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Article/interview: Jonny


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Coming at it fresh


After their last album and tour, Brit rockers were ready to try something new



After finishing their Twisted Logic tour behind their 2005 smash album X&Y, British rock band Coldplay sort of took a page from U2 in deciding to branch out sonically for their fourth album.


In fact, the band ended up working with acclaimed producer Brian Eno who produced Bono and company on 2000's All That You Can't Leave Behind and their upcoming, as-yet untitled studio album.




Coldplay guitarist Jonny Buckland says Eno's presence definitely had a hand in the band's latest Viva La Vida or Death and All His Friends.


"He kind of had an influence on the psychology of it if that makes any sense, of how to create an album," Buckland says prior to a Philadelphia show last Friday.


"It's not like he sits there and makes you get the right drum sound. He's much more interested in the broader strokes of production. It's not that he doesn't have ideas about drums sounds, but he's an incredible fountain of ideas."


The group -- Buckland, singer/pianist Chris Martin, drummer Will Champion and bassist Guy Berryman -- began working on the record during a Latin American tour in early 2007. But Buckland says all blueprints used in creating previous albums such as A Rush of Blood to the Head and Parachutes were tossed out the window.


"We wanted to be as economical as possible with the time and the instrumentation and the only things that we really, really liked got on," he says. "So we stripped everything else away but I hope it has a sense of place and well as space. Everything was kind of written with a visual change in mind, like writing a score for a film but without the film. We wanted it to be a story with different colours and moods."


According to Buckland, the band wanted it to be around 45 minutes long, something they wanted to stick to regardless.


"We decided that with X&Y, but (we) listened to some other people and everybody wanted a different song on there," he says. "If you please everybody you end up pleasing less of yourself. So this time we decided we would have this big struggle at the end where we decided which songs would go on it."


Buckland also says he went into Viva La Vida with a clean bill of health. Prior to making X&Y, the guitarist suffered from tendonitis.

"It was actually a bit of a nightmare to record and to tour," he says. "Six months or so before we started this one I had an operation and it completely cured it so I was given a new lease on life really."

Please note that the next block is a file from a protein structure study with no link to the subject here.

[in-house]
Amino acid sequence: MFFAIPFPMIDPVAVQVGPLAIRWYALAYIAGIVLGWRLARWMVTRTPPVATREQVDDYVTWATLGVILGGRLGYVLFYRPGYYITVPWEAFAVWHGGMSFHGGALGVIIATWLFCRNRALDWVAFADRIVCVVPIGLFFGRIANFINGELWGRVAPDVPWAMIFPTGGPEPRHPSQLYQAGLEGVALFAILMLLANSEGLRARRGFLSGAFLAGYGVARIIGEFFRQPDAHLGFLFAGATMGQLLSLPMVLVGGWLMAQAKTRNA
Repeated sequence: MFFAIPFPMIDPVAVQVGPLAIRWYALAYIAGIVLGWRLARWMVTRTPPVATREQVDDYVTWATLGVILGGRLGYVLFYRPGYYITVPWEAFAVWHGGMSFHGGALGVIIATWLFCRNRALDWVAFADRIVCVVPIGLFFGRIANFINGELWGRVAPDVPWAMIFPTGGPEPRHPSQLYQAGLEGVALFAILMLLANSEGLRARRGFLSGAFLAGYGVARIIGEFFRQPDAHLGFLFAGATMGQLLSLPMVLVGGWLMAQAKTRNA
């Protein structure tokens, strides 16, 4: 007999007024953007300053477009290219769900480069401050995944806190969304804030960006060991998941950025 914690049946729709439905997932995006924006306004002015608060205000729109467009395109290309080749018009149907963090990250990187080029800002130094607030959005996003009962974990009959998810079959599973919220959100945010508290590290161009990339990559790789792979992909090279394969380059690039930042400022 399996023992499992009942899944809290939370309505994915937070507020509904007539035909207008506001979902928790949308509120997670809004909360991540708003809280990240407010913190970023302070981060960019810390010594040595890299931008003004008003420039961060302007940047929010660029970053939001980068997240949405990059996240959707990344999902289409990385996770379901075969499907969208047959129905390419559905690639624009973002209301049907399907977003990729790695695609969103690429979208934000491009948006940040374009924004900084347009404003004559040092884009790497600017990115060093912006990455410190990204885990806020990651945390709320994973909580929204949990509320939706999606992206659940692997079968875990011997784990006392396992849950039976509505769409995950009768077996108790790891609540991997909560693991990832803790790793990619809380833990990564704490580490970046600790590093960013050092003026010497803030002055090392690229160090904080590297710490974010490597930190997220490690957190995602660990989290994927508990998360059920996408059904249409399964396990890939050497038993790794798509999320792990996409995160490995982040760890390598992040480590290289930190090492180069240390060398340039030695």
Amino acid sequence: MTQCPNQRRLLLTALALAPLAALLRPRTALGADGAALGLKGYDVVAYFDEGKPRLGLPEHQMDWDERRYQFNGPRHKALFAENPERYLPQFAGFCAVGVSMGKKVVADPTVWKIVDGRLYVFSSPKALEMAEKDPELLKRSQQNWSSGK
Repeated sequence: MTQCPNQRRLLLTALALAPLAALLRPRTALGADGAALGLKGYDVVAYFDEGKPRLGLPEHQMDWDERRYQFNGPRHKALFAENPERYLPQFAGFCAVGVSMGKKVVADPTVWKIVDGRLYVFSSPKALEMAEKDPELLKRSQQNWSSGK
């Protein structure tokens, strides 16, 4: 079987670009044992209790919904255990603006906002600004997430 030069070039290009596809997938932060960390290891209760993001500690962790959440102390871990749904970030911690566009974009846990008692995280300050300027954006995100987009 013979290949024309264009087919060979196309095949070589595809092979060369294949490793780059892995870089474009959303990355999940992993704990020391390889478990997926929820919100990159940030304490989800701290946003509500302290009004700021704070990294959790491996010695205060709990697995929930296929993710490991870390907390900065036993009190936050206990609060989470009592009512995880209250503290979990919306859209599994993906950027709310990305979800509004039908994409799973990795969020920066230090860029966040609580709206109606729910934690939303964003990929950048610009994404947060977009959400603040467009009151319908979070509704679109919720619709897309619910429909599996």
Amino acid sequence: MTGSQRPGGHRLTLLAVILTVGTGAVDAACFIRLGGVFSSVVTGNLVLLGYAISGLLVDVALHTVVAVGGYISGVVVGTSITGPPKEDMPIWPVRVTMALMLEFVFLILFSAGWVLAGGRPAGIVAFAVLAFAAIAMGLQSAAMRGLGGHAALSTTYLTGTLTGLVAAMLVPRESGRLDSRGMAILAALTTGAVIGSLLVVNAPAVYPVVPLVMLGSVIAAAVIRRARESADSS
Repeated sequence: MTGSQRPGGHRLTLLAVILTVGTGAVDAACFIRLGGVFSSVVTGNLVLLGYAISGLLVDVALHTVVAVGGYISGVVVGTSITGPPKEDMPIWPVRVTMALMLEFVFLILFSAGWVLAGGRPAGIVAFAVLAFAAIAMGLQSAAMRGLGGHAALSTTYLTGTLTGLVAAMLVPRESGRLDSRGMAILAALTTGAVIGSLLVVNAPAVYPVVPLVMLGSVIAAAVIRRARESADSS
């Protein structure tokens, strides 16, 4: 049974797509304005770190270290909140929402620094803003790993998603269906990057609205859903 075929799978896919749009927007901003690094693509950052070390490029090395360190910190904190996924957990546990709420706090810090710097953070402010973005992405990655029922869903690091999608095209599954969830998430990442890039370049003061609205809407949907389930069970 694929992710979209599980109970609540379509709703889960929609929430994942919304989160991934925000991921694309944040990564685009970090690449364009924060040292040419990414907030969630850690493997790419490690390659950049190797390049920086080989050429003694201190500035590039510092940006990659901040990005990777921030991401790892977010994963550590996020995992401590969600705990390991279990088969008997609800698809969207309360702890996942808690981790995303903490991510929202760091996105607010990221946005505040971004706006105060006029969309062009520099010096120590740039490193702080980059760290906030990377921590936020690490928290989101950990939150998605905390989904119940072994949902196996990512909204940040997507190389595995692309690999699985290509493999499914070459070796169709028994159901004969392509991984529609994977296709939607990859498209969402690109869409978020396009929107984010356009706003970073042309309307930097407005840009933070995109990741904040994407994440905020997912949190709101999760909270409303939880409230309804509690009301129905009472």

Coldplay's current North American tour, which hits Toronto and Montreal this week, is also making waves for its rather interesting staging concept. Unlike most acts which use one end of the arena to perform, the group is playing in various areas of each venue.


"It was to break the barrier between us and the audience and to make people feel as involved as possible," Buckland says. "We've been to quite a lot of different arena shows and to be quite honest I find a lot of them quite boring after a certain amount of time because you want to see something different. So we try and move around and use the space as much as possible and get people who would normally have to sit 100 metres away and include them."




And as for the new material, Coldplay perform a good chunk of the record live. Buckland says he's quite surprised at how well Chinese Sleep Chant fares and Lost! comes off in concert.


"I think it works the best of anything of the new ones really," he says of Lost!. "But you never really know when you get to a live arena and things that you thought were sure things just sound rubbish. But Lost! is something that really has worked."


Viva La Vida also went to the top of the charts both in the U.S. and Britain, something Buckland admits they pay attention to.

"Yeah, every day," he says with a laugh. "I would like to be cool and say no but we do. I think we ignore it when it's not doing as well."



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